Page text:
It’s one of the most common questions I hear from readers: “What was North Carolina’s worst hurricane?”
Some think it’s Hazel. Others talk about Fran or Floyd. Usually, they pause to wait for a one-word response—but it’s not quite that simple.
It’s just human nature to want to compare one storm with another, but choosing the greatest? The truth is, the answer depends on what measuring stick is used and over what period of time comparisons are made.
Meteorologists focus on storm track and intensity, and their measurements define hurricanes by extremes in wind, tide, rainfall, and barometric pressure. Pressure readings are particularly important—the lower the barometer, the more powerful the storm. Meteorologists use the Saffir-Simpson scale to rate intensity, categorizing hurricanes from 1 to 5. Thankfully, North Carolina hasn’t experienced a Cat 5, at least not since reliable recordkeeping began in the mid-1800s.
Hurricanes can also be ranked by the dollar damages they bring to communities they strike. Homes, businesses, boats, vehicles, public infrastructure, crops, livestock, and timber are vulnerable to powerful hurricane winds, extreme coastal storm surge, and devastating freshwater flooding. And hurricanes tracking inland (like Fran and Floyd) are often even more costly.
Sadly, it’s also important to acknowledge the heavy toll hurricanes claim in lost lives. While property losses have risen exponentially, hurricane-related deaths in the U.S have trended downward. Though fatalities have generally declined, recent mega-storms Katrina (1,200 deaths) and Sandy (285 deaths) remind us how deadly modern, urban hurricanes can sometimes be.
So yes, we could rank North Carolina’s greatest hurricanes by intensity, dollars, or deaths—but how do we compare modern disasters with earlier hurricanes, when meteorological details are less known and impacts undocumented?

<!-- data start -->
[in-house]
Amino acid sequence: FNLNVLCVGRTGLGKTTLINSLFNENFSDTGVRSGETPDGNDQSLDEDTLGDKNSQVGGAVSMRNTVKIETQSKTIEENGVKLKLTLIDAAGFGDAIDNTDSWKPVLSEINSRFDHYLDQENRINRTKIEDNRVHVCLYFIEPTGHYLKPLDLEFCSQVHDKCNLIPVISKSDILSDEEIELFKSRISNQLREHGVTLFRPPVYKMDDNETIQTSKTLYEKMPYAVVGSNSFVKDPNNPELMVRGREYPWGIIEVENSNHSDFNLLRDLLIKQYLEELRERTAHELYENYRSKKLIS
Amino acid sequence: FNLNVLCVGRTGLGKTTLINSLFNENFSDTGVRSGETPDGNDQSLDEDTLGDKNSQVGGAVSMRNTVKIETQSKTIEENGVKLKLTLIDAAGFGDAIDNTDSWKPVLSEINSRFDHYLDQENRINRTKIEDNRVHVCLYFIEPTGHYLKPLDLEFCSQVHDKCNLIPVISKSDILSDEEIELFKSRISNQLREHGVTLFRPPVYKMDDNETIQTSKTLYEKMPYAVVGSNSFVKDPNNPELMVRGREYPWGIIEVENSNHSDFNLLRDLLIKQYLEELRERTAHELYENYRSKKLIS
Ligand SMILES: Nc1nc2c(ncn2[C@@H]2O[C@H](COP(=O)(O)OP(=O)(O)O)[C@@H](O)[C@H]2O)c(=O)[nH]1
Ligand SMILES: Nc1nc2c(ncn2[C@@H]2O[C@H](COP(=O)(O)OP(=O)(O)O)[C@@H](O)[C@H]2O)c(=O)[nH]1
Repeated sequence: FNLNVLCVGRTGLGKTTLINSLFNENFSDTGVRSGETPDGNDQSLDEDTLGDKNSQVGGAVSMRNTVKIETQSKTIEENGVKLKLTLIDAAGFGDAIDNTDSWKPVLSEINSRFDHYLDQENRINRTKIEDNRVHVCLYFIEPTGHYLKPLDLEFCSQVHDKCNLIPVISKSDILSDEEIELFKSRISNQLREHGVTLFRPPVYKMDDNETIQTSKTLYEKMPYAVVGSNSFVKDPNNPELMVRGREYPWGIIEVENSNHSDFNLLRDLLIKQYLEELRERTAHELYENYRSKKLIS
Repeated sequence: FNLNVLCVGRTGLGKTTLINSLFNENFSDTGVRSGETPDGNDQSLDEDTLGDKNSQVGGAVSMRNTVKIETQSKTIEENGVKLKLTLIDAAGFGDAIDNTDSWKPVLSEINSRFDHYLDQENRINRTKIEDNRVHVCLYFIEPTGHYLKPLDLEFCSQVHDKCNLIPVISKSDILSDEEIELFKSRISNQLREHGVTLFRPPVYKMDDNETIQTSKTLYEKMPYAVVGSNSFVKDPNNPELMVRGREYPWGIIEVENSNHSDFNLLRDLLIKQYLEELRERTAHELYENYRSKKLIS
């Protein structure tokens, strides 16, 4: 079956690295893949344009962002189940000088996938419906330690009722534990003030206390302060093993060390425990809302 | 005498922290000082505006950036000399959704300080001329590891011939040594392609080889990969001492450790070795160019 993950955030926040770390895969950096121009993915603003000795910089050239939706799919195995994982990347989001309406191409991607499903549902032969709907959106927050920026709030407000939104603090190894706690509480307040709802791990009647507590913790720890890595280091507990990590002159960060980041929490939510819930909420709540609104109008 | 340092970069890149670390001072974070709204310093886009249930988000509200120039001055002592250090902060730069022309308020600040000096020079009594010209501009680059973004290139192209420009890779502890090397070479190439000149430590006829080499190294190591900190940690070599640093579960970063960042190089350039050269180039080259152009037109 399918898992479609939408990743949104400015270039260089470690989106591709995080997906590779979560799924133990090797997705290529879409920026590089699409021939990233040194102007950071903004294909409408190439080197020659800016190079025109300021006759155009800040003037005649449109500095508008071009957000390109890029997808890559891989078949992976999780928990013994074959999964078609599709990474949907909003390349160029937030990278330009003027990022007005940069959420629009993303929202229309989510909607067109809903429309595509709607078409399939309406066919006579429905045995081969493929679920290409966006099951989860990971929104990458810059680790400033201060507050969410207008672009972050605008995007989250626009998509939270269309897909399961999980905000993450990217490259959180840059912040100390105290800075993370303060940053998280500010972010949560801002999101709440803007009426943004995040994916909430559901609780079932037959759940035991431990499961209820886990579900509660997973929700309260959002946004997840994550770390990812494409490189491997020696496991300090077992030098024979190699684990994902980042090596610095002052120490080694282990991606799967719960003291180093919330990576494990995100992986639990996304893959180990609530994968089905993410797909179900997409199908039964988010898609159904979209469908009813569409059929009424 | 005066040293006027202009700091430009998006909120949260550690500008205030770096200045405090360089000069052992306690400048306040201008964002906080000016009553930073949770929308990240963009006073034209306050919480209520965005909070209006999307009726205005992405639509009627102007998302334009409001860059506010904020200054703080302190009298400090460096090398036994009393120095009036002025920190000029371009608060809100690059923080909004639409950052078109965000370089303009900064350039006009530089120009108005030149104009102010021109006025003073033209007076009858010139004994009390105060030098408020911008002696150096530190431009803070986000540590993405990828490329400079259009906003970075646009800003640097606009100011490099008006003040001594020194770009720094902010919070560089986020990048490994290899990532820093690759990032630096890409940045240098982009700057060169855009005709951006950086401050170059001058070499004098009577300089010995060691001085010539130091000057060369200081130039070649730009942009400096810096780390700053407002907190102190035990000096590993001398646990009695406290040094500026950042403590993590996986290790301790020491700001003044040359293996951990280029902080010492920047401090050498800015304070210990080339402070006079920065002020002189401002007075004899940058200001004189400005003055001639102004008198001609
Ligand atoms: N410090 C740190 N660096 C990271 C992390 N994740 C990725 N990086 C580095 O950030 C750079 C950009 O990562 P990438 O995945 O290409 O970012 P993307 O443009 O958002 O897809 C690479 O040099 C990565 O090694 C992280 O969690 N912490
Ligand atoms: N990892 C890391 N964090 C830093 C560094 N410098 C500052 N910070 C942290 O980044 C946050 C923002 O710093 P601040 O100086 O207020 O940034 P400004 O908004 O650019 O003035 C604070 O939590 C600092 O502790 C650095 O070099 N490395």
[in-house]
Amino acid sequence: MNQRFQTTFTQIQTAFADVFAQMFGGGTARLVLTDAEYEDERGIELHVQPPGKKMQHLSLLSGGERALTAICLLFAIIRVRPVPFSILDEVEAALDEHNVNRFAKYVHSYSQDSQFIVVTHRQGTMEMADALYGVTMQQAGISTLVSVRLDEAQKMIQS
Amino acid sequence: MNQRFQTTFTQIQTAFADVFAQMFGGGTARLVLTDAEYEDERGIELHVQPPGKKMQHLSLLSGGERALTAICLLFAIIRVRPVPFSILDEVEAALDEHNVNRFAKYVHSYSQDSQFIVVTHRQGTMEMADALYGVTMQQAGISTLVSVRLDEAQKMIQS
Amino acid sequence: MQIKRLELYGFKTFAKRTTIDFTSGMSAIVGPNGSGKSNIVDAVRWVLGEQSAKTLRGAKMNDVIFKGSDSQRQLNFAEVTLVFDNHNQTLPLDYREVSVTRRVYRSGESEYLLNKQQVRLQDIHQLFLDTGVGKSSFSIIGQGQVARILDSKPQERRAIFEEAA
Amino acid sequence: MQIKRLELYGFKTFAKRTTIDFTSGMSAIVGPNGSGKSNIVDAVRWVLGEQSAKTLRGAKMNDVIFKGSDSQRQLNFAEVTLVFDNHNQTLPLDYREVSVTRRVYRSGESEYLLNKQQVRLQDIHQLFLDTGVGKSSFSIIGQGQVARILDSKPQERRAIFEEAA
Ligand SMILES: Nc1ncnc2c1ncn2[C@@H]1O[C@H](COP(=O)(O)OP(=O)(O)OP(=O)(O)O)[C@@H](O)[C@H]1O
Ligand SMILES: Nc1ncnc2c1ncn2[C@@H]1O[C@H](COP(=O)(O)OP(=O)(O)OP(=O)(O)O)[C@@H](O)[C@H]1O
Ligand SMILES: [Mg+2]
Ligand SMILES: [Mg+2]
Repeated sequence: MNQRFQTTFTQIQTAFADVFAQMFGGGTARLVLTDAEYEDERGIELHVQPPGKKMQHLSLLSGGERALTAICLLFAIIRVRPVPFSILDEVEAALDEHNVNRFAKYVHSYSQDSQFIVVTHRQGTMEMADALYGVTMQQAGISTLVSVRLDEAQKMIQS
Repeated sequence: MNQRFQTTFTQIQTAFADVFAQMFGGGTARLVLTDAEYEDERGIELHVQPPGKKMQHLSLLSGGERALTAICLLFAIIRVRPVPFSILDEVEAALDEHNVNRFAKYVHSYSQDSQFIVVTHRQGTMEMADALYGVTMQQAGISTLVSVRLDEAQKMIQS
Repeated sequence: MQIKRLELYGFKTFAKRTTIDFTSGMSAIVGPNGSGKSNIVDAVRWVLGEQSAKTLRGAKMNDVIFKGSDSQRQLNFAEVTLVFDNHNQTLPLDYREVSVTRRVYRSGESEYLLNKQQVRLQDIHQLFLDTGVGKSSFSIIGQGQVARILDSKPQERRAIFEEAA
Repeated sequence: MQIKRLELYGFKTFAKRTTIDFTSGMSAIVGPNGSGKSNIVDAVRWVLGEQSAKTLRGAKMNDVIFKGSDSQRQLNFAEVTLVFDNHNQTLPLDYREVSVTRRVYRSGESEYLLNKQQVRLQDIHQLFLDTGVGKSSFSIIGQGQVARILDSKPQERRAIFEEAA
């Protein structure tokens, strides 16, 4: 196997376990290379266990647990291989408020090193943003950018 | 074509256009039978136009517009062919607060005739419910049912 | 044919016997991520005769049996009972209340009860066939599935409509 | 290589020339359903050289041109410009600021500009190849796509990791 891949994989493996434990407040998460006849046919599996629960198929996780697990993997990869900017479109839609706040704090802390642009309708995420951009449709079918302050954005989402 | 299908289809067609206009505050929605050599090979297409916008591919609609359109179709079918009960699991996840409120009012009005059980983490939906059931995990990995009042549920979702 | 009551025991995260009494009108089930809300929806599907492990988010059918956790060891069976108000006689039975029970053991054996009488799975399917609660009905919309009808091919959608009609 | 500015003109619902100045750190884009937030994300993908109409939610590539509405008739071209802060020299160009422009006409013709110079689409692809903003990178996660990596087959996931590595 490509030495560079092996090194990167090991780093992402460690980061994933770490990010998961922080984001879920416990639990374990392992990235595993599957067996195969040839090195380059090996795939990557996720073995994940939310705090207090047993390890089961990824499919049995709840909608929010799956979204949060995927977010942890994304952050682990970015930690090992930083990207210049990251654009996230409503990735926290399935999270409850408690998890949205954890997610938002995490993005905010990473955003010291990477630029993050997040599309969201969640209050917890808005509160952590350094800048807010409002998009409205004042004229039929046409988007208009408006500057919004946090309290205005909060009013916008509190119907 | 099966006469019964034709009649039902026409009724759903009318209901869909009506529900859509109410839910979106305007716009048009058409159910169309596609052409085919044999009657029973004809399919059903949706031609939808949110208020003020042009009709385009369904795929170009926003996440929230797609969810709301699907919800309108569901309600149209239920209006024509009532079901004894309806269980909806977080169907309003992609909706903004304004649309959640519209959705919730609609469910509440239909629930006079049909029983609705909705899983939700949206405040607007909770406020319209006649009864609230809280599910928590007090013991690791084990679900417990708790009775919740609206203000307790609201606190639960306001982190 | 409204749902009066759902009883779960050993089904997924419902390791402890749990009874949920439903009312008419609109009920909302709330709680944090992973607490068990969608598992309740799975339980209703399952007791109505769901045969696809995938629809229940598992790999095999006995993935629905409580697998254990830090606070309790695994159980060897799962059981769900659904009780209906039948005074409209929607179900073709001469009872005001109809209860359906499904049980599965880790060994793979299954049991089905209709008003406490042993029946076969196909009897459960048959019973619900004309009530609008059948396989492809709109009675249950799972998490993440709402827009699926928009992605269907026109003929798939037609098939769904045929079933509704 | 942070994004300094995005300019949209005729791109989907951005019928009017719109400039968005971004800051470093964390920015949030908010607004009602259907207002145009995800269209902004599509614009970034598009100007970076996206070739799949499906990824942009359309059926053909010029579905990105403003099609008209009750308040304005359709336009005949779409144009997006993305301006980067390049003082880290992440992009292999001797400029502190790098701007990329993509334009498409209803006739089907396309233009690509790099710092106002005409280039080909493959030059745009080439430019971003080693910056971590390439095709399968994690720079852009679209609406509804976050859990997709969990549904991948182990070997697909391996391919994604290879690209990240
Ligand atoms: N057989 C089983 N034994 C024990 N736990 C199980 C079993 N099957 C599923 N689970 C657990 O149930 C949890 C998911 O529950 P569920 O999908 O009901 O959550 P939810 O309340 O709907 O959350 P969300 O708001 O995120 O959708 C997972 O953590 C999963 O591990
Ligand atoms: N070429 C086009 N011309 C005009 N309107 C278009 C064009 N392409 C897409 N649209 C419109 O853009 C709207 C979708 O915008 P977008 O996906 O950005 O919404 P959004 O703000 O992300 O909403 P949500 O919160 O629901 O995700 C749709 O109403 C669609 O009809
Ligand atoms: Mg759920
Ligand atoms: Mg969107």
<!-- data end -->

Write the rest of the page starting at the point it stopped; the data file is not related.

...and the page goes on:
Our hurricane record begins with the first European explorers. Early hurricanes sank ships, destroyed coastal villages, flattened crops, and left untold destruction across the state. But when compared with modern hurricanes, early storms largely impacted sparsely populated areas and caused far fewer damages.
Could the state’s greatest hurricane have swept ashore centuries ago? Perhaps.
Maybe it was the massive hurricane of September 1846 that crept slowly over Pamlico Sound, opening two new inlets on the Outer Banks within 24 hours (Hatteras Inlet and Oregon Inlet). Or perhaps it was the storm that swamped Wrightsville Beach on a full moon tide in September 1856, destroying large stands of live oak that once covered the island. Another contender was the violent September 1883 hurricane that struck the same region, claiming 53 lives along the lower Cape Fear—the most of any storm to that date.
You get the idea. There are lots of possibilities.
In order to offer a reasonable answer to the question, I’ve chosen five North Carolina hurricane disasters, each a benchmark for its time (all from the twentieth century). Among the five, most are familiar names, but at least one is likely unknown to most North State readers.
5. Hurricane Hugo
Once projected to strike near Morehead City, Hugo was a large Cat 4 when it slammed into the South Carolina low country in September 1989. Winds topped 130 mph, and the 19-foot storm surge at Bulls Bay was the highest ever recorded on the East Coast. As Hugo barreled inland, South Carolina suffered its greatest storm in history. But North Carolina?
Ask anyone who was living in Charlotte or Gastonia at the time. They’ll tell you stories about massive hardwoods crushing parked cars, streets barricaded by downed trees, and power outages that lasted for weeks. Hugo demonstrated once again that you don’t need to live at the coast to get slammed. Seven North Carolinians died. U.S. losses totaled $7 billion, and with $1 billion in North Carolina, Hugo became the state’s costliest hurricane to date.